I this situation, I did not give the other side notice of the Ex Parte request. I went Ex Parte and obtained an order for temporary sole physical custody. We were able to obtain the child back and work out a resolution to the case. Notice was not given due to the real threat of the other parent fleeing the state with the child.
Step 2: Drafting Your Ex Parte Legal Documents
The following is an overview of the forms needed for only a request for temporary emergency custody orders under Family Code Section 3064.
- Declaration Regarding Notice Los Angeles Superior Court Local Form
- A Request for Order (RFO) Cover Sheet FL-300 with Accompanying Declaration
- A Proposed Order for the Court- FL-306 or a drafted legal Proposed Order to allow the Judge to review and adopt or strike out some items.
- The Declaration Regarding Notice- This is Los Angeles Local Form FAM-075
- The Ex Parte Request Motion- FL-300 with an attached declaration of the reason that the minor is an immediate risk.
- A Proposed Order- FL-306 or a drafted legal Proposed Order to allow the Judge to review and adopt or strike out some items.
Filing your Ex Parte Paperwork at the Courthouse
Arrive to court at 8:00 am with your Ex Parte documents. The clerk should be open for Ex Parte filings at this time. If you wait until 8:30 am to file, you might get stuck in a big line and cause yourself stress about getting the paperwork to the clerk on time. If you do not have a fee waiver, the cost is $90.00 for the motion fee. The clerk does not stamp or take the documents for you, but indicates on the paperwork that you paid the fee.
After your paid the clerk for your Ex Parte motion, take your documents to your assigned judge’s courtroom. Give the documents to the clerk and then sit and wait. The Judge’s generally do not call the parties on Ex Parte hearings, but decide to grant of deny them based on your paperwork submitted. Decisions are generally made after the mid-morning break at about 10:30 am. At that time, the clerk will inform you if your orders were granted or denied. In some circumstances, the judge may call your case to inquire about some safety issues.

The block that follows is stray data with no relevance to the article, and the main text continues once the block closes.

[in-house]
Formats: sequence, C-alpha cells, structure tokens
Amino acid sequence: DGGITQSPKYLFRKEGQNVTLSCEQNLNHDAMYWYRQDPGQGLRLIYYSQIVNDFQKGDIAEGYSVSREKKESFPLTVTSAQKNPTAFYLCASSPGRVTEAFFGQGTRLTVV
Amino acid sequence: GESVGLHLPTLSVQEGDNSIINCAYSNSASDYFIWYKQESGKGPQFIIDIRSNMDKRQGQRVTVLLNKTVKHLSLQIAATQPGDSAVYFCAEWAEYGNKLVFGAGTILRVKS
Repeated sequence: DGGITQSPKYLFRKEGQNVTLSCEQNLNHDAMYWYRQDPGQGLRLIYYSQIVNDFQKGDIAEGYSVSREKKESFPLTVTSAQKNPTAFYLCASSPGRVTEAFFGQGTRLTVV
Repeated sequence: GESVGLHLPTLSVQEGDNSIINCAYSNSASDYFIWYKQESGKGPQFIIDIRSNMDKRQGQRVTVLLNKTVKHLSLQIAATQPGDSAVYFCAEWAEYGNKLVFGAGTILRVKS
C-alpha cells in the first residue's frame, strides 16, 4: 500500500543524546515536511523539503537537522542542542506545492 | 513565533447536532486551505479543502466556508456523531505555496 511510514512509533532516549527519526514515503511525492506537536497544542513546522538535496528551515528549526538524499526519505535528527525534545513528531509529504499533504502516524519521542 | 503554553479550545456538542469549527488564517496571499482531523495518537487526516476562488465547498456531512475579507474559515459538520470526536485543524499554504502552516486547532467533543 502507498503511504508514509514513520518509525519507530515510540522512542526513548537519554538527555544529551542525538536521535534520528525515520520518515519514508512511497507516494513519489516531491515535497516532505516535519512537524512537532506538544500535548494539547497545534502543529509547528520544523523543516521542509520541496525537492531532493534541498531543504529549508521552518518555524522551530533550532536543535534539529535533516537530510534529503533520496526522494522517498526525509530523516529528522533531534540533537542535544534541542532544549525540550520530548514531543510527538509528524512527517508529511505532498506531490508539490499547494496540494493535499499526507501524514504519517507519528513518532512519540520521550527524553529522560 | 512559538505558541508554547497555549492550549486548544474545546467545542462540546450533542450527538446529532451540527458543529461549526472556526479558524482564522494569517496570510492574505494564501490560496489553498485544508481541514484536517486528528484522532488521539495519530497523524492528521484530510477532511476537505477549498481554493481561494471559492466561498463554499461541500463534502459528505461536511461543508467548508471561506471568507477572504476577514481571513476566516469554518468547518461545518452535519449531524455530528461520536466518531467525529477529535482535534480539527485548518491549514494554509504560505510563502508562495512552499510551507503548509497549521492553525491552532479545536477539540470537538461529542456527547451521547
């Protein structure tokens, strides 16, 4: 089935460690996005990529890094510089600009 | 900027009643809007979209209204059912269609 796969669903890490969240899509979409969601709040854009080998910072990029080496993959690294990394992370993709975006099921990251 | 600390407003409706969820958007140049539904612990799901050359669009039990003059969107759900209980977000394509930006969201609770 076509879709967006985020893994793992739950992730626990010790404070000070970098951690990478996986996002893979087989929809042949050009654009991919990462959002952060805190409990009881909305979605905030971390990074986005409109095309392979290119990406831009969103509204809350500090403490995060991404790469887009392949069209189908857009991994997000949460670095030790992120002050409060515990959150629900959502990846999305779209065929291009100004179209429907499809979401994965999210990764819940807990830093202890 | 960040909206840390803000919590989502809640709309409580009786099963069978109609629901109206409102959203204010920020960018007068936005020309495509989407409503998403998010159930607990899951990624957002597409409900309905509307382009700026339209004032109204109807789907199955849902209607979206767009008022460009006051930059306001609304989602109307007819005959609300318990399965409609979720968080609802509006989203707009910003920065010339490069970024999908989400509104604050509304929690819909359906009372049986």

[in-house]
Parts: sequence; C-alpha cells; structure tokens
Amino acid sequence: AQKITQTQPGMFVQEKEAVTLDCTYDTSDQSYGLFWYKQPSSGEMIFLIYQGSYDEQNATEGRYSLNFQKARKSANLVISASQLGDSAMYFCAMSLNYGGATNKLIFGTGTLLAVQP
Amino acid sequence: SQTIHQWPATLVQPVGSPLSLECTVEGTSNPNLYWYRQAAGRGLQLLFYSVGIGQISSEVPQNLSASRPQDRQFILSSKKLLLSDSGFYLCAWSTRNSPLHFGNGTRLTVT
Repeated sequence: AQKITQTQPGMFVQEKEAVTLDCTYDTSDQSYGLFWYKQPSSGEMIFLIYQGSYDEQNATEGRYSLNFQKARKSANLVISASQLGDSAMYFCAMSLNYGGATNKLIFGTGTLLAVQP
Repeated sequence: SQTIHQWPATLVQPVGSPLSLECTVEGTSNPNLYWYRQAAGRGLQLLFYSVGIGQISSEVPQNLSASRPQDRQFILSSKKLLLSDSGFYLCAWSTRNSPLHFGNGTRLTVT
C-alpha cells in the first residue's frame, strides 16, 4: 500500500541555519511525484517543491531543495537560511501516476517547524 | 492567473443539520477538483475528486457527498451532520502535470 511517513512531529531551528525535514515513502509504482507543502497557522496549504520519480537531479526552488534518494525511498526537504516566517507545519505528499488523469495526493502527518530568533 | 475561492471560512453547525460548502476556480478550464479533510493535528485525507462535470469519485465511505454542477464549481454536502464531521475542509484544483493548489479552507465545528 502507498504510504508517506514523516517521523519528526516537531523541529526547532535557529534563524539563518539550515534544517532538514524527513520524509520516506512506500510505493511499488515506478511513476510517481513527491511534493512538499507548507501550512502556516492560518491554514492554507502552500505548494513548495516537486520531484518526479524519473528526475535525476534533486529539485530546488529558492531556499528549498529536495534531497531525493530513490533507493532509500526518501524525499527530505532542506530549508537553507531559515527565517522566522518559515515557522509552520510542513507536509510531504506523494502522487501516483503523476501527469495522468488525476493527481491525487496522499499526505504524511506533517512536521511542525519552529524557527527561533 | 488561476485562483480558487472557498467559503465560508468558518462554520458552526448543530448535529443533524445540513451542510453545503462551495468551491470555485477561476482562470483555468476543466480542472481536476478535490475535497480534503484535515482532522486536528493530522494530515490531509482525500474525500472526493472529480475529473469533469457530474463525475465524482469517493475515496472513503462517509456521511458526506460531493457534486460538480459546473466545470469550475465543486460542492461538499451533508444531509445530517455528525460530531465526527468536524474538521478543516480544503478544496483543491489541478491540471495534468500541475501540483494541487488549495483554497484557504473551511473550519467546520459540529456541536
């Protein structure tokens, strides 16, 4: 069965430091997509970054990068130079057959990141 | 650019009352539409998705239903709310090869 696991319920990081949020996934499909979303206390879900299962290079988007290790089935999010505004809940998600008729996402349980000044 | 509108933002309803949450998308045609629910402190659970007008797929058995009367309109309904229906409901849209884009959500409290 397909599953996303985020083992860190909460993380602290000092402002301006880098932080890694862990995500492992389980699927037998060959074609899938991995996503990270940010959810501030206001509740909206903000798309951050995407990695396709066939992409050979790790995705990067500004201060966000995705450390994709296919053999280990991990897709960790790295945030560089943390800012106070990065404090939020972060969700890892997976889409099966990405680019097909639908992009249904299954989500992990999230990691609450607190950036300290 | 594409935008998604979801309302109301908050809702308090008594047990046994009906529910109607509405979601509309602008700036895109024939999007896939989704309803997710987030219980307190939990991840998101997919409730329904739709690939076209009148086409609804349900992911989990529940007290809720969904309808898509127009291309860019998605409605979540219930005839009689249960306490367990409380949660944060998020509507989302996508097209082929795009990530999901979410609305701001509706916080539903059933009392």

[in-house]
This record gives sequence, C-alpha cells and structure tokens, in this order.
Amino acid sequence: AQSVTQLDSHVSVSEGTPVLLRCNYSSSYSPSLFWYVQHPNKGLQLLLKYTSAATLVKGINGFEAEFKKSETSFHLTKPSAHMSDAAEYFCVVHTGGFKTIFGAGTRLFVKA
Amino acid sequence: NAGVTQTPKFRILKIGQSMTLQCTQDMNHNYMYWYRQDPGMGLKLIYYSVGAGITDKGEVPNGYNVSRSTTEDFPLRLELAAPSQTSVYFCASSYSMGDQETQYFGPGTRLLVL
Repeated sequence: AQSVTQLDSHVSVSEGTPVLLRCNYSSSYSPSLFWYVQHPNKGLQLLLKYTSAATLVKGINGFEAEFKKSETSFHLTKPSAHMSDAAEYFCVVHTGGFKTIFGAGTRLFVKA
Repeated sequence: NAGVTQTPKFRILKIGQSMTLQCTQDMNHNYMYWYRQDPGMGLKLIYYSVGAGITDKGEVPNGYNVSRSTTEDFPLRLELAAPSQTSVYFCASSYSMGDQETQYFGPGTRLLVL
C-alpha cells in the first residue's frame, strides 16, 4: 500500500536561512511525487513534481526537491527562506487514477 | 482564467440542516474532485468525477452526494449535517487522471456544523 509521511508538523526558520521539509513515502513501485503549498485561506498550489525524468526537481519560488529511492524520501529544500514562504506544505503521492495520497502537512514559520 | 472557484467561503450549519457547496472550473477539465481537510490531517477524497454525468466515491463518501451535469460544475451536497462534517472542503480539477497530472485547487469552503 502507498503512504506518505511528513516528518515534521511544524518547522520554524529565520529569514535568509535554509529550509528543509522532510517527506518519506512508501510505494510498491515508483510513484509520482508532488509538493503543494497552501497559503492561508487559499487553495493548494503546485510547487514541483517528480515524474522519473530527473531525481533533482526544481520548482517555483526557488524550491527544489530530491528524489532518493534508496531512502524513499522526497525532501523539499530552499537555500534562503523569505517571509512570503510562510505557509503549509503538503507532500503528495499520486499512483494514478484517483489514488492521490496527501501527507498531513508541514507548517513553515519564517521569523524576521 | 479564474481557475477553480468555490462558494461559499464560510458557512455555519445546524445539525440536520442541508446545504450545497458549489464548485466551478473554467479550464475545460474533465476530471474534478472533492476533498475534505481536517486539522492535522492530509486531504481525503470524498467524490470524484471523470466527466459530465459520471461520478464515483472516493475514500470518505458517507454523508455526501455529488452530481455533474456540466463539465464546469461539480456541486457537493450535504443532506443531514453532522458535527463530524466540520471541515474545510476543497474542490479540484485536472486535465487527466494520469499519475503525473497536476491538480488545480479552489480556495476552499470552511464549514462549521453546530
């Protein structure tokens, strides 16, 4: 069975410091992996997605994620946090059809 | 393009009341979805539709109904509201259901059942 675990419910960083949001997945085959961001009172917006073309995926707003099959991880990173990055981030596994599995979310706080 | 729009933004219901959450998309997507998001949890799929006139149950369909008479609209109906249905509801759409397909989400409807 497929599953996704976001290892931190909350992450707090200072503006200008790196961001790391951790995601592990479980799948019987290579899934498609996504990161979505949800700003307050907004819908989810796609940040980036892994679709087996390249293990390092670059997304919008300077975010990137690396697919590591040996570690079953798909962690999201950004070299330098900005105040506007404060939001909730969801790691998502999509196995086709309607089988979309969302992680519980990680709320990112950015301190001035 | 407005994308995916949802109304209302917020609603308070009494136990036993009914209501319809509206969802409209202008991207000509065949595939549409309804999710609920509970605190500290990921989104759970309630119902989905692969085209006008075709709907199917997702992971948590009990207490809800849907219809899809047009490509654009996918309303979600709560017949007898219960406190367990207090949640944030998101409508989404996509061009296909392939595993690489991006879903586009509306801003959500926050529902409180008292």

Opposing an Ex Parte
If you are noticed for an Ex Parte, it is smart to file a response on the morning of the hearing. Although, you may not know what the other party is alleging against you, you should be able to tell your side of the story about why changing custody orders and depriving you of your children is not an emergency.
Teenage Parents and Ex Parte Applications Require a Guardian Ad Litum
When teenagers become parents it creates extra precautions in the family law court. Minors do not have the capacity to participate in court proceedings on their own. Teen parents must have a Guardian Ad Litum (G.A.L.) appointed for them by the court. Teenage parents require a G.A.L. appointment by the court of a parent, attorney, grandparent, or other adult to make legal decisions for them based on their wants in the case. The G.A.L. ultimately makes the decision in the case in what is in the best interest of the teenage parent. If you need a G.A.L. appointed for your child, who is a parent, download California Judicial Council Form FL-935, Application and Order for Appointment of Guardian Ad Litem of Minor –Family Law.
If a minor parent going to court over a custody dispute did not file FL-935, it is likely to cause delay in your case. Make sure to use this form if a minor parent is filing an Ex Parte regarding her child. At the Stanley Mosk Courthouse, those requests are handled in Department 2.
Teenage parent cases are difficult on both sides of the family. Grandparents act as parents and resentment builds up between the two sides of the family. Teenage parents often lack the maturity and time to raise a minor child.